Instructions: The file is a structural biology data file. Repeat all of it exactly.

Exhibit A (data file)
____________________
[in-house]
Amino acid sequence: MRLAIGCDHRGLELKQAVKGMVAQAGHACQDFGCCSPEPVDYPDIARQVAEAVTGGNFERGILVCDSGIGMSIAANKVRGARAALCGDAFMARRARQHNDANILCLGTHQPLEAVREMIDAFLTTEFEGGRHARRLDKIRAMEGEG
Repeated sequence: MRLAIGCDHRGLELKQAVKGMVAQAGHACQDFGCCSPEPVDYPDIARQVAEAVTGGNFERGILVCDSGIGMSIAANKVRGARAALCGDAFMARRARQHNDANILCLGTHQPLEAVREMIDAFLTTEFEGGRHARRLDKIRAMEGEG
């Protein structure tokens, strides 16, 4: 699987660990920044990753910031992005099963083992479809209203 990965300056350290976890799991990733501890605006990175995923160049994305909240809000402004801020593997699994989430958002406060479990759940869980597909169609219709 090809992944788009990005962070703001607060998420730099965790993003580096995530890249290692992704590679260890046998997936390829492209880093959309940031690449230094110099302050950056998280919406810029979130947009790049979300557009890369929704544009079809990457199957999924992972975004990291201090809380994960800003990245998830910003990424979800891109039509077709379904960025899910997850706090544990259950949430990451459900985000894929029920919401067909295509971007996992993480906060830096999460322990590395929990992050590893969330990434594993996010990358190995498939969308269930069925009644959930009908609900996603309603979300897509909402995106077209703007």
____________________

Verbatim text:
[in-house]
Amino acid sequence: MRLAIGCDHRGLELKQAVKGMVAQAGHACQDFGCCSPEPVDYPDIARQVAEAVTGGNFERGILVCDSGIGMSIAANKVRGARAALCGDAFMARRARQHNDANILCLGTHQPLEAVREMIDAFLTTEFEGGRHARRLDKIRAMEGEG
Repeated sequence: MRLAIGCDHRGLELKQAVKGMVAQAGHACQDFGCCSPEPVDYPDIARQVAEAVTGGNFERGILVCDSGIGMSIAANKVRGARAALCGDAFMARRARQHNDANILCLGTHQPLEAVREMIDAFLTTEFEGGRHARRLDKIRAMEGEG
């Protein structure tokens, strides 16, 4: 699987660990920044990753910031992005099963083992479809209203 990965300056350290976890799991990733501890605006990175995923160049994305909240809000402004801020593997699994989430958002406060479990759940869980597909169609219709 090809992944788009990005962070703001607060998420730099965790993003580096995530890249290692992704590679260890046998997936390829492209880093959309940031690449230094110099302050950056998280919406810029979130947009790049979300557009890369929704544009079809990457199957999924992972975004990291201090809380994960800003990245998830910003990424979800891109039509077709379904960025899910997850706090544990259950949430990451459900985000894929029920919401067909295509971007996992993480906060830096999460322990590395929990992050590893969330990434594993996010990358190995498939969308269930069925009644959930009908609900996603309603979300897509909402995106077209703007």